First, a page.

Several years ago I sat in an associational meeting where a trio of pastors sang “In Christ Alone.” It’s a wonderful hymn, and I was excited to hear it sung in our meeting. That is until they got to the end of the second verse where the song—as written by Stuart Townend and Keith Getty—says, “‘Till on that cross as Jesus died, the wrath of God was satisfied.” I knew the song and was familiar with the lyrics. So you can imagine my shock when instead these three pastors sang, “Till on that cross as Jesus died, the love of God was magnified.” Of course there is nothing wrong with saying that the love of God was magnified on the cross. But I knew what was happening. The song had been adapted so as not to affirm penal substitution.
That was my first personal experience with Baptist pastors denying the substitutionary atonement of Jesus. Sadly, it was not the last.
For this reason and others, I am thankful that we passed a resolution “On the Necessity of Penal Substitutionary Atonement” last week at the Southern Baptist Convention. This resolution begins by acknowledging, “In recent days numerous voices from the Protestant world have boldly attacked the doctrine of penal substitutionary atonement.”
The resolution goes on to state the effects of denying penal substitutionary atonement.
WHEREAS, The denial of penal substitutionary atonement in effect denies the holy and loving God the exercise of His justice, the overflow of which in a sinful world is the outpouring of His just retributive wrath; and
WHEREAS, The denial of penal substitutionary atonement thus displays in effect the denial of the perfect character of the one true God; and
WHEREAS, The denial of penal substitutionary atonement constitutes false teaching that leads the flock astray (Acts 20:28) and leaves the world without a message of a sin-cleansing Savior (Romans 5:6–11); and
WHEREAS, The denial of penal substitutionary atonement necessarily compromises the biblical and historical doctrines of propitiation, expiation, ransom, satisfaction, Christus Victor, Christus Exemplar, and more;
Finally, the resolution states, “RESOLVED, That the messengers to the Southern Baptist Convention meeting in Phoenix, Arizona, June 13–14, 2017, reaffirm the truthfulness, efficacy, and beauty of the biblical doctrine of penal substitutionary atonement as the burning core of the Gospel message and the only hope of a fallen race.”
The resolution passed unanimously. That would not have been possible without the Conservative Resurgence. Every once in a while someone comes around here to state that the Conservative Resurgence was unnecessary. There were no theological liberals in the SBC. It was always only ever about politics, they say.
If you believe that, you need to read some of the things being written by Baptist pastors today who no longer identify themselves as Southern Baptists. One such article was written by Jim Somerville who pastors First Baptist Church in Richmond, VA. FBC Richmond is a little over an hour from where I currently pastor. It is a historic church both in the Southern Baptist Convention and within the Baptist General Association of Virginia. In the article entitled “Enough ‘Virgin in the Volcano’ theology,” Somerville sets his aim at the penal substitutionary atonement of Jesus. He wrongly claims this view of the atonement is incompatible with the doctrine of the Trinity, and argues that it’s time to finally set it aside.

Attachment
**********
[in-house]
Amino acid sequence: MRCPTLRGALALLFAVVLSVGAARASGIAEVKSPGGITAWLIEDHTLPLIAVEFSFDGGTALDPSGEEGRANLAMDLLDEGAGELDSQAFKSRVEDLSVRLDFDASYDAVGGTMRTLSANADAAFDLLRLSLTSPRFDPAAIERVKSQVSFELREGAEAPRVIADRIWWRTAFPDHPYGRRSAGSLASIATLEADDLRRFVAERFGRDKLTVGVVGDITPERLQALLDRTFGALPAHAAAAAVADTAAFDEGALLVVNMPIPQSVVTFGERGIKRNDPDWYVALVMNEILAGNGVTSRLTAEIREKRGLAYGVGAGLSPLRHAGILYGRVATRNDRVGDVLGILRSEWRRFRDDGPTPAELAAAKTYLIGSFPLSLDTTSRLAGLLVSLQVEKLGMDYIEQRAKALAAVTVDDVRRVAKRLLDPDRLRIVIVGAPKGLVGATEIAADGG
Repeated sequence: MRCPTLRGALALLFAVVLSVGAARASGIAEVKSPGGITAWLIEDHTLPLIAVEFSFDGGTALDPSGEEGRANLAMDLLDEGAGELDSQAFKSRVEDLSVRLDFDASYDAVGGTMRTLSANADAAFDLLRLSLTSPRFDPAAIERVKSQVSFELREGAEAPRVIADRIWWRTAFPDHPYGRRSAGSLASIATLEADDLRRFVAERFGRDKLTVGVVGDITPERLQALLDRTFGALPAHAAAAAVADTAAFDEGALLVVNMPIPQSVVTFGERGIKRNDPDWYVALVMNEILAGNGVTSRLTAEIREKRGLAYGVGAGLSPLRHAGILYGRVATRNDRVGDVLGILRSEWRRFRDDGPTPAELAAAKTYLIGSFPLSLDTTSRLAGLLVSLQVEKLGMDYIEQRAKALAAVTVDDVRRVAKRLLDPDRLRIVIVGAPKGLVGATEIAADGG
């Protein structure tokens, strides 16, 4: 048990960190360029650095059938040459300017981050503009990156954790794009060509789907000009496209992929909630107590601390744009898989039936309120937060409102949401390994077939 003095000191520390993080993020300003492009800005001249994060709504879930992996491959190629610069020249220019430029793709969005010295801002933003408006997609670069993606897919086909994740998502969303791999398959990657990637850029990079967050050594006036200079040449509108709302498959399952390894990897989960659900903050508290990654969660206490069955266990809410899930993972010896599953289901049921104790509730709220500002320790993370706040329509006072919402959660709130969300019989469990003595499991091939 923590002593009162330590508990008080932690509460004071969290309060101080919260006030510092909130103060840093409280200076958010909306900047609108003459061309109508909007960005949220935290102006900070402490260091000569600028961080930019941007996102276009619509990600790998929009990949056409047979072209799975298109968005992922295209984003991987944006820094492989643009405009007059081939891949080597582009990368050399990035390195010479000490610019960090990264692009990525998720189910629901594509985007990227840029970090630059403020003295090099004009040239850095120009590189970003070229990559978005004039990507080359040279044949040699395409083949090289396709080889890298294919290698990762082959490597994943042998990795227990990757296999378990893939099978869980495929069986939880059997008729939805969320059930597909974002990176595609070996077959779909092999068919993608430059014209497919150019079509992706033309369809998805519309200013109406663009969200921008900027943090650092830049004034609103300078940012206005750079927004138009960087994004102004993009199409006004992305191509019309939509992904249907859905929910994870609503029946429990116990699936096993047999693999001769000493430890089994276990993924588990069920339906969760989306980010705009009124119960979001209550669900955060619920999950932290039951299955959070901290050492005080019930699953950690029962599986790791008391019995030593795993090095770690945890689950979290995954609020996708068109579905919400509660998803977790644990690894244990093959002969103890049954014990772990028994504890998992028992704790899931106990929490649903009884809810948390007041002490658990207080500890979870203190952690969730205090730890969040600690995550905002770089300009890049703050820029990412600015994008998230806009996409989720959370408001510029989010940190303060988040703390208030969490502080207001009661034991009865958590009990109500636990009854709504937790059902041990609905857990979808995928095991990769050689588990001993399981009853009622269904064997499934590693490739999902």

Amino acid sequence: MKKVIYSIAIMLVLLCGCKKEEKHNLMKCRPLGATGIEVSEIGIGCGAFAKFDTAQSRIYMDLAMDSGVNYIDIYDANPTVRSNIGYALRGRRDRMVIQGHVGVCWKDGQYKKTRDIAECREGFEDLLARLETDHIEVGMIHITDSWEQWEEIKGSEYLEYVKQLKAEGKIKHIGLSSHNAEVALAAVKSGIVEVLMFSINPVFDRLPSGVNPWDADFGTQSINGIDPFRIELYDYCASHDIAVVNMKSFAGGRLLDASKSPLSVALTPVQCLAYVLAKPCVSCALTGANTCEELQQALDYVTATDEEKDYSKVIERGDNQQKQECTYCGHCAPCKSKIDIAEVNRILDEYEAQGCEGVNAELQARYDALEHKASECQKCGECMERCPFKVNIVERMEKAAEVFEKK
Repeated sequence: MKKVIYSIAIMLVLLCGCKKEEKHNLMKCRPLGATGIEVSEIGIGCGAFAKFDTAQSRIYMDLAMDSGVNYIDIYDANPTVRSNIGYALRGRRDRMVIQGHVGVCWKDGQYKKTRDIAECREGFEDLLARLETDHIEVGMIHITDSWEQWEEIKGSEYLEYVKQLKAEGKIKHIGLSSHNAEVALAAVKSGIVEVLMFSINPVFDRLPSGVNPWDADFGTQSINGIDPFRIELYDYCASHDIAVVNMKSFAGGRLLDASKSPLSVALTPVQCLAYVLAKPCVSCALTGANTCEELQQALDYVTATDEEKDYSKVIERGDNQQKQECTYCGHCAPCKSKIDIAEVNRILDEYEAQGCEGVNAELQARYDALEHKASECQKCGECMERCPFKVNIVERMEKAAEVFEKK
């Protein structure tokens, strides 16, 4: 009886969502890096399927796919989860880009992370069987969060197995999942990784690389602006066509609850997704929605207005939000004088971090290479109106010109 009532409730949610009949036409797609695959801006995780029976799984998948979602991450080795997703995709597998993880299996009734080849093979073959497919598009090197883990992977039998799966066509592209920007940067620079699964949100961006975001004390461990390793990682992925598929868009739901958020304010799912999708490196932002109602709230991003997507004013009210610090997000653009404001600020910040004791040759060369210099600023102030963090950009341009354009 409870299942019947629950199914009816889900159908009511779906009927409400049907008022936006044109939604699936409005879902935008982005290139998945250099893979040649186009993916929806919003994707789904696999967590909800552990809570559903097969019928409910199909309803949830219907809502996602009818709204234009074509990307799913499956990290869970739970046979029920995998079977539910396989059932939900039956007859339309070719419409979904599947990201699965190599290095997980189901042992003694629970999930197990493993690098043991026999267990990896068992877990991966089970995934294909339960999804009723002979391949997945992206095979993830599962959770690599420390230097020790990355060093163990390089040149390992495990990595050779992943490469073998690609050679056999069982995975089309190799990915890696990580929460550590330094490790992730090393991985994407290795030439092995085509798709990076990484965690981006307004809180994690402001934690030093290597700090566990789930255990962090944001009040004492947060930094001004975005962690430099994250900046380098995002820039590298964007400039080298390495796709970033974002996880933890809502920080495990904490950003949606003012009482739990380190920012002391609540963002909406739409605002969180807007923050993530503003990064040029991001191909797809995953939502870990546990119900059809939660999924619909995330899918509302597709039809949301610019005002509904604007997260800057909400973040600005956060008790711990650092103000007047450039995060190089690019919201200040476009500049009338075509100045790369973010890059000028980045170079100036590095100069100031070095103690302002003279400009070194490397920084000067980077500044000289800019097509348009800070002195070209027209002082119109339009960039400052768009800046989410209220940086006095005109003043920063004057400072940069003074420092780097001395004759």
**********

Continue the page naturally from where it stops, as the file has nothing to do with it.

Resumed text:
I read another article today over at BNG called “Losing Jesus: My lament and call today as a progressive pastor.” The article is shockingly candid. He acknowledges that often his “sermons have more references to an article from the New York Times, to the amazing black feminist leader bell hooks, and to the poetry of Rumi than to Jesus and his words in the Gospels.” In his pursuit of progressive causes, he lost Jesus. That’s of course what conservative evangelicals have been warning of for years. Forsake the Bible and its teachings on controversial subjects and you will eventually lose Jesus. Sadly, this so-called pastor has adopted the wrong solution. He believes that he needs to add Jesus back to all of the other things he believes rather than recognizing that he has gone completely off the rails and needs to turn to Jesus in repentance and faith.
Thankfully, this kind of denial of the faith once for all delivered to the saints has no place in the Southern Baptist Convention. Today we are a denomination that can unanimously pass a resolution on the substitutionary atonement of Jesus. We are a denomination that stands firmly on the Bible. We have our issues. Our baptism numbers are declining. Church membership and worship statistics are down. But the conversation in Phoenix was about how we can better and more faithfully proclaim the gospel of the Lord Jesus Christ rather than what other scriptural teachings we need to deny or what other accommodations we need to make to the culture.
I was not yet born when Adrian Rogers was first elected as president of the Southern Baptist Convention. The Conservative Resurgence was over before I graduated High School. But I learned of the work of those who rescued our denomination from shipwreck as a seminary student at Southeastern Baptist Theological Seminary. But I don’t have to take my professors’ word for it to know that the SBC was in need of a Conservative Resurgence. I’ve seen the evidence with my own eyes.